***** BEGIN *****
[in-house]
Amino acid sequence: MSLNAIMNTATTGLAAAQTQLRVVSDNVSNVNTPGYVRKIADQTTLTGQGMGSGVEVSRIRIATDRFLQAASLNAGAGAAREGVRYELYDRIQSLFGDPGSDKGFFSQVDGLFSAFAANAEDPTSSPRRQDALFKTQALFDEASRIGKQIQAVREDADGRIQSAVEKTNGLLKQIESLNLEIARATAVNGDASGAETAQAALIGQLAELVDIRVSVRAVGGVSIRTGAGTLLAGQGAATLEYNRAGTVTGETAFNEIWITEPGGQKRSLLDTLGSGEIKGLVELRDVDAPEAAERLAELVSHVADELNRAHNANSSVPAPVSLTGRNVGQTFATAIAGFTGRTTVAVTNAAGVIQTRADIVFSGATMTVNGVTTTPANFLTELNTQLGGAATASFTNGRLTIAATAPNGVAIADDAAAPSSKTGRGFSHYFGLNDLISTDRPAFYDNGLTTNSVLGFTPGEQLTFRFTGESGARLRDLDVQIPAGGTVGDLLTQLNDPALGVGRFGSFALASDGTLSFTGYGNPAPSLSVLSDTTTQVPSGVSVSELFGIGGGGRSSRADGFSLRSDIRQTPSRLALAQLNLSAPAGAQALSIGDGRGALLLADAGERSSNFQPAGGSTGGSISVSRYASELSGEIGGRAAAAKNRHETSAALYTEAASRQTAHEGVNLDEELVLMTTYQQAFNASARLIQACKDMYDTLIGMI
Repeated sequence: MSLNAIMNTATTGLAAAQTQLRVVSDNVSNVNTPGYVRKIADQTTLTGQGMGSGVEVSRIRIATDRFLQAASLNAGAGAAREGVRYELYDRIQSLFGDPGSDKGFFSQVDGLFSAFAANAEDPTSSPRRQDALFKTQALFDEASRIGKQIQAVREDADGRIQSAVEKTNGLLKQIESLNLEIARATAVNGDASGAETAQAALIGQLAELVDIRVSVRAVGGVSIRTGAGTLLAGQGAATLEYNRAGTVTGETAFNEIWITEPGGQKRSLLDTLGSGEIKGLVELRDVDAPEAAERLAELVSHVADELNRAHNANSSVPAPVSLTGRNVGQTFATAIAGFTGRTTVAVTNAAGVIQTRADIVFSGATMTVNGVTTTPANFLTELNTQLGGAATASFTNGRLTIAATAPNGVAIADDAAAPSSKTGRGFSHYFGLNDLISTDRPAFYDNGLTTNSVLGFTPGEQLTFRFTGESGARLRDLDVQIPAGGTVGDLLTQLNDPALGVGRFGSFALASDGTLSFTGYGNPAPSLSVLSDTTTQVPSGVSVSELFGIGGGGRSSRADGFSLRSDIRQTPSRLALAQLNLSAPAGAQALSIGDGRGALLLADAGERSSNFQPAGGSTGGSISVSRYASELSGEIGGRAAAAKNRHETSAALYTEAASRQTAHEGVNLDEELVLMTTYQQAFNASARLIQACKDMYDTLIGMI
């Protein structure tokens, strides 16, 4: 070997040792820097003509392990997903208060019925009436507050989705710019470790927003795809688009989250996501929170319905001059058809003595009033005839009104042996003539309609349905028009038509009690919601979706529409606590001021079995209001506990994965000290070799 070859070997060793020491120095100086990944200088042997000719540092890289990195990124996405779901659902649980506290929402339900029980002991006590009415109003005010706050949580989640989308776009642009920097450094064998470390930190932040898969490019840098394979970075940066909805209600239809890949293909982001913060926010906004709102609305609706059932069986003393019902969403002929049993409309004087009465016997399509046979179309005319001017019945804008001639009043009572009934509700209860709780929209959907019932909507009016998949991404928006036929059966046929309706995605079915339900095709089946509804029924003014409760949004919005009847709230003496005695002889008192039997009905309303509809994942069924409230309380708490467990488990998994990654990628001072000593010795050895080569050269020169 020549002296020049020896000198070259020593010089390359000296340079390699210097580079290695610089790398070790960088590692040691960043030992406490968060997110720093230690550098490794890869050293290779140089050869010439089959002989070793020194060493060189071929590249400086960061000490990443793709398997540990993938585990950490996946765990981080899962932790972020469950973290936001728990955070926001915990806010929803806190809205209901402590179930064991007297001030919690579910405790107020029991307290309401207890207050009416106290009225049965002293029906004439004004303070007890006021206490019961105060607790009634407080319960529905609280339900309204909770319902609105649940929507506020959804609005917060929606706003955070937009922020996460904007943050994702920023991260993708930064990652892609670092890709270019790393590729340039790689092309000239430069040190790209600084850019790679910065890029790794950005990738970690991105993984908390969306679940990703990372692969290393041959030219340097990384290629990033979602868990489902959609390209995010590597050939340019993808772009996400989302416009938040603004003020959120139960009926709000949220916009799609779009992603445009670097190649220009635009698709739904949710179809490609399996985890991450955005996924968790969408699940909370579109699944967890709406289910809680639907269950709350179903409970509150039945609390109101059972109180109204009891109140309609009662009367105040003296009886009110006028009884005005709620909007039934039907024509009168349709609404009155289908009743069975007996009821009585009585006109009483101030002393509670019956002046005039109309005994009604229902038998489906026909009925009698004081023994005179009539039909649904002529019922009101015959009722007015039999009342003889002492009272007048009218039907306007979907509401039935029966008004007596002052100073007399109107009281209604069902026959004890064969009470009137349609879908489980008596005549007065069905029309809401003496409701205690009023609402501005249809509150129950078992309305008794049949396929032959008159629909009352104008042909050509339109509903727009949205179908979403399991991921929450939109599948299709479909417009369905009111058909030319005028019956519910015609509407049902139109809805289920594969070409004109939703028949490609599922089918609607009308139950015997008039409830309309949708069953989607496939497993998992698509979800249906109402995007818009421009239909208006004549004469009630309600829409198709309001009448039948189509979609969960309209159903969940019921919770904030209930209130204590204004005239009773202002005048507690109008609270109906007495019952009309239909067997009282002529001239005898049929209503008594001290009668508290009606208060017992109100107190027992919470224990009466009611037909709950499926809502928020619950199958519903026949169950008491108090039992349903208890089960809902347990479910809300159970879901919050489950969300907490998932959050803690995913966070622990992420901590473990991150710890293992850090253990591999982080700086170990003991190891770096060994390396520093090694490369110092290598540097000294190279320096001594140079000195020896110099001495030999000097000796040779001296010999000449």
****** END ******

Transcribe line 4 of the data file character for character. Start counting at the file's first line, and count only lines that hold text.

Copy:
């Protein structure tokens, strides 16, 4: 070997040792820097003509392990997903208060019925009436507050989705710019470790927003795809688009989250996501929170319905001059058809003595009033005839009104042996003539309609349905028009038509009690919601979706529409606590001021079995209001506990994965000290070799 070859070997060793020491120095100086990944200088042997000719540092890289990195990124996405779901659902649980506290929402339900029980002991006590009415109003005010706050949580989640989308776009642009920097450094064998470390930190932040898969490019840098394979970075940066909805209600239809890949293909982001913060926010906004709102609305609706059932069986003393019902969403002929049993409309004087009465016997399509046979179309005319001017019945804008001639009043009572009934509700209860709780929209959907019932909507009016998949991404928006036929059966046929309706995605079915339900095709089946509804029924003014409760949004919005009847709230003496005695002889008192039997009905309303509809994942069924409230309380708490467990488990998994990654990628001072000593010795050895080569050269020169 020549002296020049020896000198070259020593010089390359000296340079390699210097580079290695610089790398070790960088590692040691960043030992406490968060997110720093230690550098490794890869050293290779140089050869010439089959002989070793020194060493060189071929590249400086960061000490990443793709398997540990993938585990950490996946765990981080899962932790972020469950973290936001728990955070926001915990806010929803806190809205209901402590179930064991007297001030919690579910405790107020029991307290309401207890207050009416106290009225049965002293029906004439004004303070007890006021206490019961105060607790009634407080319960529905609280339900309204909770319902609105649940929507506020959804609005917060929606706003955070937009922020996460904007943050994702920023991260993708930064990652892609670092890709270019790393590729340039790689092309000239430069040190790209600084850019790679910065890029790794950005990738970690991105993984908390969306679940990703990372692969290393041959030219340097990384290629990033979602868990489902959609390209995010590597050939340019993808772009996400989302416009938040603004003020959120139960009926709000949220916009799609779009992603445009670097190649220009635009698709739904949710179809490609399996985890991450955005996924968790969408699940909370579109699944967890709406289910809680639907269950709350179903409970509150039945609390109101059972109180109204009891109140309609009662009367105040003296009886009110006028009884005005709620909007039934039907024509009168349709609404009155289908009743069975007996009821009585009585006109009483101030002393509670019956002046005039109309005994009604229902038998489906026909009925009698004081023994005179009539039909649904002529019922009101015959009722007015039999009342003889002492009272007048009218039907306007979907509401039935029966008004007596002052100073007399109107009281209604069902026959004890064969009470009137349609879908489980008596005549007065069905029309809401003496409701205690009023609402501005249809509150129950078992309305008794049949396929032959008159629909009352104008042909050509339109509903727009949205179908979403399991991921929450939109599948299709479909417009369905009111058909030319005028019956519910015609509407049902139109809805289920594969070409004109939703028949490609599922089918609607009308139950015997008039409830309309949708069953989607496939497993998992698509979800249906109402995007818009421009239909208006004549004469009630309600829409198709309001009448039948189509979609969960309209159903969940019921919770904030209930209130204590204004005239009773202002005048507690109008609270109906007495019952009309239909067997009282002529001239005898049929209503008594001290009668508290009606208060017992109100107190027992919470224990009466009611037909709950499926809502928020619950199958519903026949169950008491108090039992349903208890089960809902347990479910809300159970879901919050489950969300907490998932959050803690995913966070622990992420901590473990991150710890293992850090253990591999982080700086170990003991190891770096060994390396520093090694490369110092290598540097000294190279320096001594140079000195020896110099001495030999000097000796040779001296010999000449």